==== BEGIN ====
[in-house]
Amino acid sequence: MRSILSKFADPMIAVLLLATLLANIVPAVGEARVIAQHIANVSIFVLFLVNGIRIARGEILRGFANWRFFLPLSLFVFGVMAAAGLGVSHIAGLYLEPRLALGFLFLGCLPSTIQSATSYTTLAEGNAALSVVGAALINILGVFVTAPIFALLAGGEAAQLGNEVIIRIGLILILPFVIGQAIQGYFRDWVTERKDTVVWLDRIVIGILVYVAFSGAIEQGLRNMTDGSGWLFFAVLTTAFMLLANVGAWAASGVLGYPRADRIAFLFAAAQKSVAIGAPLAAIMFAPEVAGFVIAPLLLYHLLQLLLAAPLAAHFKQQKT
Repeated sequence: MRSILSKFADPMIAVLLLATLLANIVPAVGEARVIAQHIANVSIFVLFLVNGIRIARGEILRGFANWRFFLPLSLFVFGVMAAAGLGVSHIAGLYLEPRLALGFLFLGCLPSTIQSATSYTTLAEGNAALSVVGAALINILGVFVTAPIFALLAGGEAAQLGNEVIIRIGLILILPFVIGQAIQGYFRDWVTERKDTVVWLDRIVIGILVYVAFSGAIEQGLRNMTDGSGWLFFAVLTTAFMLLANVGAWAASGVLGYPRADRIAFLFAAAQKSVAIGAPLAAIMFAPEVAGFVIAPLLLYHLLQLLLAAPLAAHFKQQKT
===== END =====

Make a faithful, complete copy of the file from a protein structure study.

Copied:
[in-house]
Amino acid sequence: MRSILSKFADPMIAVLLLATLLANIVPAVGEARVIAQHIANVSIFVLFLVNGIRIARGEILRGFANWRFFLPLSLFVFGVMAAAGLGVSHIAGLYLEPRLALGFLFLGCLPSTIQSATSYTTLAEGNAALSVVGAALINILGVFVTAPIFALLAGGEAAQLGNEVIIRIGLILILPFVIGQAIQGYFRDWVTERKDTVVWLDRIVIGILVYVAFSGAIEQGLRNMTDGSGWLFFAVLTTAFMLLANVGAWAASGVLGYPRADRIAFLFAAAQKSVAIGAPLAAIMFAPEVAGFVIAPLLLYHLLQLLLAAPLAAHFKQQKT
Repeated sequence: MRSILSKFADPMIAVLLLATLLANIVPAVGEARVIAQHIANVSIFVLFLVNGIRIARGEILRGFANWRFFLPLSLFVFGVMAAAGLGVSHIAGLYLEPRLALGFLFLGCLPSTIQSATSYTTLAEGNAALSVVGAALINILGVFVTAPIFALLAGGEAAQLGNEVIIRIGLILILPFVIGQAIQGYFRDWVTERKDTVVWLDRIVIGILVYVAFSGAIEQGLRNMTDGSGWLFFAVLTTAFMLLANVGAWAASGVLGYPRADRIAFLFAAAQKSVAIGAPLAAIMFAPEVAGFVIAPLLLYHLLQLLLAAPLAAHFKQQKT